Sam Leonard Silber, 87, headed bakery

February 07, 2001|By Jacques Kelly and Frederick N. Rasmussen | Jacques Kelly and Frederick N. Rasmussen,SUN STAFF

Sam Leonard Silber, retired president of Silber's Bakery, died Monday of leukemia at Greater Baltimore Medical Center. He was 87 and lived in Roland Park.

After serving in World War II as a fighter pilot, Mr. Silber expanded a thriving family business into a 36-store chain, which closed in 1979.

The bakery's signature products -- rye bread, multicolored rainbow cakes in seven layers, peach and coffee cakes, pecan sticky buns, butter-crunch cookies and rolls -- appealed to generations of Baltimoreans.

"I loved Silber's caraway rye. It had a wonderful consistency," recalled Linda Lapides of Bolton Hill. "It was a very fond memory of childhood. I would have my parents bring Silber's rye bread to me at summer camp."

"Everything was baked fresh daily, and that was the hallmark of Silber's," said a sister, Evelyn Krohn of Baltimore.

In 1904, Mr. Silber's parents, Isaac and Dora Silber, opened a bakery at 1313 E. Lombard St., in the city's famed Corned Beef Row. Soon, stores were open in a half-dozen locations in the city.

The main bakery was at Monroe Street and Westwood Avenue for many years and later at the Colonial Village Shopping Center in Pikesville.

Mr. Silber, whose father died in 1945, joined the business in 1949 and became president in 1950.

He was born in Baltimore, graduated from City College in 1930 and, in 1934, earned a bachelor's degree in chemistry from the University of Maryland, where he was a lacrosse All-American.

In 1935, he enlisted in the Navy and was a member of the first class of air cadets, earning his wings in 1936.

During World War II, he served aboard several aircraft carriers in the Pacific and was executive officer of two fighter squadrons.

He flew Hellcats and shot down seven Japanese Zeros, qualifying for membership in the American Fighter Aces Club. His decorations included four Distinguished Flying Crosses, four Air Medals and the Purple Heart.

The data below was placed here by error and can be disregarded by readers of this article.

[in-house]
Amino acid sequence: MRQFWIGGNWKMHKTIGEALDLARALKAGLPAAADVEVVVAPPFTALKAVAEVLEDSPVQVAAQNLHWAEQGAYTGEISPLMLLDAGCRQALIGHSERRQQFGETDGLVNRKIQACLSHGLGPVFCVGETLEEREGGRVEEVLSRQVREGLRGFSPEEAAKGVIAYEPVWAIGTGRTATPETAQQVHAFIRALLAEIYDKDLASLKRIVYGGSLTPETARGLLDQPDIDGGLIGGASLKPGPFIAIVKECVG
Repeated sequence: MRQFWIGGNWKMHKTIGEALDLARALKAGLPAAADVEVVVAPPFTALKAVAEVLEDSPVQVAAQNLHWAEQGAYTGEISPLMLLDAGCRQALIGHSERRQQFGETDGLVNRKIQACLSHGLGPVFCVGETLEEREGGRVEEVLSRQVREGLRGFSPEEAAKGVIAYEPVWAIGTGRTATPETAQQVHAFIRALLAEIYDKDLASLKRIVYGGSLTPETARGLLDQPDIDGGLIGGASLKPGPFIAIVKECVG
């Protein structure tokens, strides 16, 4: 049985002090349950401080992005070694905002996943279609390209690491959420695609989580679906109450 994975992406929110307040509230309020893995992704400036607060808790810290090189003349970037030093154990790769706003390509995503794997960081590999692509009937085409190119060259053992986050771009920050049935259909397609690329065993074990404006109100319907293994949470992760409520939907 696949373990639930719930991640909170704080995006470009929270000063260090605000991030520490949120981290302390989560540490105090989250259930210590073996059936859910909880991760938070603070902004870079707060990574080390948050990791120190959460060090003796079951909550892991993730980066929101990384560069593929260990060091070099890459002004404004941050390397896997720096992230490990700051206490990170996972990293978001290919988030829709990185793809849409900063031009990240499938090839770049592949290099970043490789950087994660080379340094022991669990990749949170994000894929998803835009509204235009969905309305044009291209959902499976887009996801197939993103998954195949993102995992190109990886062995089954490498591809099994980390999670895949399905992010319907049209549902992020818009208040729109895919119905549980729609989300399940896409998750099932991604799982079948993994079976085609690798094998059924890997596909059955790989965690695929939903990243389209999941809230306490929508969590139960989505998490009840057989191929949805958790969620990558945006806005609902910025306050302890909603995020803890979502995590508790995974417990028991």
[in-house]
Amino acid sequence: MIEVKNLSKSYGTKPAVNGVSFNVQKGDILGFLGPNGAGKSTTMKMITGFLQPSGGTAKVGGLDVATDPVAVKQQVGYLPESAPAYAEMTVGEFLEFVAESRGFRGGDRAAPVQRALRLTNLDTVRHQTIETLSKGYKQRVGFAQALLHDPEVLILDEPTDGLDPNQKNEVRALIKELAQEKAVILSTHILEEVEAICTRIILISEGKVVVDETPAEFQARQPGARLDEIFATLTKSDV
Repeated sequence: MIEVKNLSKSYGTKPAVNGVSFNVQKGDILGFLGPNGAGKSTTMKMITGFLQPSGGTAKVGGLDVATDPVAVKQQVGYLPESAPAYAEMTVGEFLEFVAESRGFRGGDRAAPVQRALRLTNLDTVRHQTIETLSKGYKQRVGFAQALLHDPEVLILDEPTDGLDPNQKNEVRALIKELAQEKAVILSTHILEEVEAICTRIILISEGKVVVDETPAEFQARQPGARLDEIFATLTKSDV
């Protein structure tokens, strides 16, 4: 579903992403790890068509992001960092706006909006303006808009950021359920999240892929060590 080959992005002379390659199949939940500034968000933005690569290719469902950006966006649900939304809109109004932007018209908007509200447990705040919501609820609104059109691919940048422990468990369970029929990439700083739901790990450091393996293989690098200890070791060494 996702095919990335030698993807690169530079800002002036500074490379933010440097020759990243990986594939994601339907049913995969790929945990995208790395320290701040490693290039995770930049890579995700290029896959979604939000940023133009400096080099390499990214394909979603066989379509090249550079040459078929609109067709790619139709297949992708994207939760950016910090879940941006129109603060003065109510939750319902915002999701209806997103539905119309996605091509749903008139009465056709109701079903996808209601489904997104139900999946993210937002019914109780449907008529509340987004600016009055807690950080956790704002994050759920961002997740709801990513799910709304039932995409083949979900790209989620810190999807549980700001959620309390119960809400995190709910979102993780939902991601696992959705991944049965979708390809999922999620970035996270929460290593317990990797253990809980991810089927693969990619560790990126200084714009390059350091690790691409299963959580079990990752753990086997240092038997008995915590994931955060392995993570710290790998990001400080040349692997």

He rose to the rank of lieutenant commander and resigned his commission in 1949.

"Sam was a big, husky guy and as gentle as he was big and husky," said a cousin, F. Leonard Sollins of Baltimore.

"He was debonair, good-looking and loved to dance," said his sister, Rosalie Silber Abrams of Cross Keys, a former Democratic state senator. "He never stayed in a hotel. He had friends wherever he went."

Mr. Silber's Roland Park residence, built on steep terrain and featuring an Oriental garden, was designed by Mark Beck and won an award from the Baltimore chapter of the American Institute of Architects.

In a 1981 Evening Sun interview, Mr. Silber said that he found "great serenity and peace" in the garden.

He also was an avid collector of Jimmy Hatlo's "They'll Do It Every Time" cartoons and letters.

Mr. Silber was a charter member and former chairman of the Maryland Athletic Hall of Fame and a member of the Lacrosse Foundation. He had been president of the University of Maryland's "M" Club and in May will be inducted into UM's Athletic Hall of Fame.

He played squash and was a member of the Maryland Club and the Jesters Club.

His marriage to Georgianna Powers ended in divorce.

Funeral services will be held at 11 a.m. tomorrow at Sol Levinson & Bros. Inc., 8900 Reisterstown Road.

He was predeceased by a brother, Meyer Silber, and a sister, Libbye Sneider.

He also is survived by three brothers, Dr. Bernard Silber of Atherton, Calif., Sidney Silber of Baltimore and Dr. Earle Silber of Chevy Chase.

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